Black clearly knows his stuff and confidently accepts White's offerings, responding with 13...hxg4 14.h5 Nxh5 15.Rdg1 Qa5! 16.Bh6 Rxc3! Viewing this game leads me to the conclusion that this line is probably just a bag of tricks and White is definitely better off sticking to the likes of 13 Bh6 and 13 Bg5.

Yugoslav Attack 9 Bc4 Chinese Variation 12 g4 [B78]

I have two Chinese Dragon games for you this month and both feature the Russian IM Eduard Kanter as Black. The second is something a little different but (the first) Demchenko - Kanter revisits a line that we have investigated quite a lot on ChessPublishing already. Specifically, I am talking 9.Bc4 Bd7 10.0-0-0 Rb8 11.Bb3 Na5 12.g4 b5 13.Bh6 Bxh6 14.Qxh6 b4 15.Nd5 Nxb3+ 16.Nxb3 Nxd5 17.exd5 Rb6 18.h4 e5 19.Nd2 Ra6 20.Ne4:

and this variation highlights just how far the theory of this 10...Rb8 system has developed. Good new or bad news, you decide, but it looks like it's just a draw!

Yugoslav Attack 9 Bc4 Chinese Variation 11 Rhe1 [B78]

The second of our Chinese variation games this month sees Savchenko - Kanter feature the novelty 11 Rhe1. Illustrated below, we have previously investigated no fewer than seven different 11th move alternatives, few of which like this, outwardly appear to adopt the positional approach!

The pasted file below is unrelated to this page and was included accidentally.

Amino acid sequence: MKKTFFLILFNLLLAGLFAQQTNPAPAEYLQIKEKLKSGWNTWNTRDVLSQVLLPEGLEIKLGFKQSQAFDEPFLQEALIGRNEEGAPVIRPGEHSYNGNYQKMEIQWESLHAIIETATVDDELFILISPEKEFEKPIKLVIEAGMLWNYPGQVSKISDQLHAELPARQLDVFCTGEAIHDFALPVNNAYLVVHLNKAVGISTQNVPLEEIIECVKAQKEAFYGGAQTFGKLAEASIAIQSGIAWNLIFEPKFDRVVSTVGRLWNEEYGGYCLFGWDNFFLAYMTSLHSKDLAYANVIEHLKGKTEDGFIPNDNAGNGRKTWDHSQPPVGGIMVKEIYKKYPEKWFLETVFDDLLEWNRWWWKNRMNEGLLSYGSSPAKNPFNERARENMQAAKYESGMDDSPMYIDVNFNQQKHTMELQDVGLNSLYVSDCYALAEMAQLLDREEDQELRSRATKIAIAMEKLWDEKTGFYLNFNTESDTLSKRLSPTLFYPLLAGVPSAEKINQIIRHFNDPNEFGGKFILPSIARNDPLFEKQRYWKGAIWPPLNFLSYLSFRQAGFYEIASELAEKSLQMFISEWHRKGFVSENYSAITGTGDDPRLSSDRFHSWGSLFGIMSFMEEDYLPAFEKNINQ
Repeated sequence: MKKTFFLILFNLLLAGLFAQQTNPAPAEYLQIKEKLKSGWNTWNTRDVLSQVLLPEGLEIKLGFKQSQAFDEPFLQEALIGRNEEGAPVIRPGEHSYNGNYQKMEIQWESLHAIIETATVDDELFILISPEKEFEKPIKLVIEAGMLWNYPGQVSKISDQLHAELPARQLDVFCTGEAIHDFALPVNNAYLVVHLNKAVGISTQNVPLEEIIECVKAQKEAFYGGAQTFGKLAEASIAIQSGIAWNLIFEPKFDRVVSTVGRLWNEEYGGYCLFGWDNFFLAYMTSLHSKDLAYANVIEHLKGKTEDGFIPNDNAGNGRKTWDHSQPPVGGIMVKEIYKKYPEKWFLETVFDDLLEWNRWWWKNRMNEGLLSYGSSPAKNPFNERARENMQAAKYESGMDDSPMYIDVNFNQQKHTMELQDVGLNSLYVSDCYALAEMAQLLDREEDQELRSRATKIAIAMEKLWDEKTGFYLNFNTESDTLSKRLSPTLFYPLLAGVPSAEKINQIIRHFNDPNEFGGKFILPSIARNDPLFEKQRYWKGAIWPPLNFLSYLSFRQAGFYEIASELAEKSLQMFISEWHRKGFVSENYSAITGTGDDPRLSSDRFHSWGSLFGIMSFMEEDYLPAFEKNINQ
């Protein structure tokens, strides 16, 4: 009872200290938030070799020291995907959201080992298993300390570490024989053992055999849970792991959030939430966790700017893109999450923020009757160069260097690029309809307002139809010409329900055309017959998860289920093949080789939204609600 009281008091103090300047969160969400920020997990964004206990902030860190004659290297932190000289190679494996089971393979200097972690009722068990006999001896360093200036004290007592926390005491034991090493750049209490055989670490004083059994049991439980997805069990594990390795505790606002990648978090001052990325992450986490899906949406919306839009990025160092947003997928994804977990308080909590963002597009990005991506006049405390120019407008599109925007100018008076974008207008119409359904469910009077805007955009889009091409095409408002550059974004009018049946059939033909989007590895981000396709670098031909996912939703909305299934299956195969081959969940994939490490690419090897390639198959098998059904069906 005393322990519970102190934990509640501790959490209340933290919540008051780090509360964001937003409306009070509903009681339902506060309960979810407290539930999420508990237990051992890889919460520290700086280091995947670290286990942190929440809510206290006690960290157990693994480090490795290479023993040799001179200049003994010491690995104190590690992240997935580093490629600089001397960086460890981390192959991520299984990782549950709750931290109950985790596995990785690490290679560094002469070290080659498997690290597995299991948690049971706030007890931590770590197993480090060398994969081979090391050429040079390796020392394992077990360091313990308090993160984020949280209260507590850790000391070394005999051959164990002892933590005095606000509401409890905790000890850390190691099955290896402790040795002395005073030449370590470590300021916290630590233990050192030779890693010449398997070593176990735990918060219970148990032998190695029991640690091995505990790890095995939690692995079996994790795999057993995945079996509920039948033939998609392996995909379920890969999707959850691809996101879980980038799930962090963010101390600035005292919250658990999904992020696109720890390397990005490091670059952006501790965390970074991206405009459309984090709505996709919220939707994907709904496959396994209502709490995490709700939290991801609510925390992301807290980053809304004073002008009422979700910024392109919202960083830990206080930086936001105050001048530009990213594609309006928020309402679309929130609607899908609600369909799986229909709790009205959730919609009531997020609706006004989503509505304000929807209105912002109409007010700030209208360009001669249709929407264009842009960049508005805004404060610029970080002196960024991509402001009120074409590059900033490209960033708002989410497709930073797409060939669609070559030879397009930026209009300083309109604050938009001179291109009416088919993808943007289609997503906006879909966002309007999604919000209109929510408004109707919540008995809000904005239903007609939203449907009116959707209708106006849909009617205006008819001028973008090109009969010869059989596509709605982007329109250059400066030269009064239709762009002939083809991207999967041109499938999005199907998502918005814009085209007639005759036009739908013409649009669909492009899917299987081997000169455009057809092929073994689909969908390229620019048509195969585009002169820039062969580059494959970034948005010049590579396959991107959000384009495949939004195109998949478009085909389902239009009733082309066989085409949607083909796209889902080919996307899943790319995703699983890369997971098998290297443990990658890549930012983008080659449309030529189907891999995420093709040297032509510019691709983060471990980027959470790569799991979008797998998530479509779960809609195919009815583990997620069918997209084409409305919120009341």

You will however note that after 11...Ne5 12.Bf1, although Black plays 12...Qc8 to seemingly facilitate ...Nc4, I speculate about the alternative 12...b5 that I suspect White was trying to dissuade. My early comments are that "As it happens, this game does actually turn out quite exciting but my initial thoughts on this position included the fact that if White is abandoning a swift h-file attack, then Black doesn't need to be in the hurry that he usually does. Hence slow ...a6, ...b5 type moves do now come into consideration".

Definitely worth a viewing, you will see how things liven up after 13.Bh6 Bxh6 14.Qxh6 Qc5 15.h4 Rbc8 16.Kb1 Be6 17.h5 Nxh5 18.g4 Nf6 19.Be2. Yep, the rook craftily returns to h1 and just as we like it, tactics abound!

Yugoslav Attack 9 Bc4 with ...Qa5 [B79]

Gee, it's been a long time since I analysed a game in the good old ...Qa5 variation, but being my old favourite line, how could I resist including this encounter when I noticed it crop up. So, after 9.Bc4 Bd7 10.0-0-0 Qa5, in Solovjov - Stets White opts for the h4 and g4 system (illustrated below):

Play continued with 13...b5 14.h5 b4 when White chose to plant his knight on d5. Such is my memory these days that I had to re-acquaint myself with the theory and I discovered that in truth this game, interesting though it is, offers us little new. Black is fine here and 15 Nce2 is more challenging.

Right, that's it from me for now. Back real soon.

Best Wishes, Chris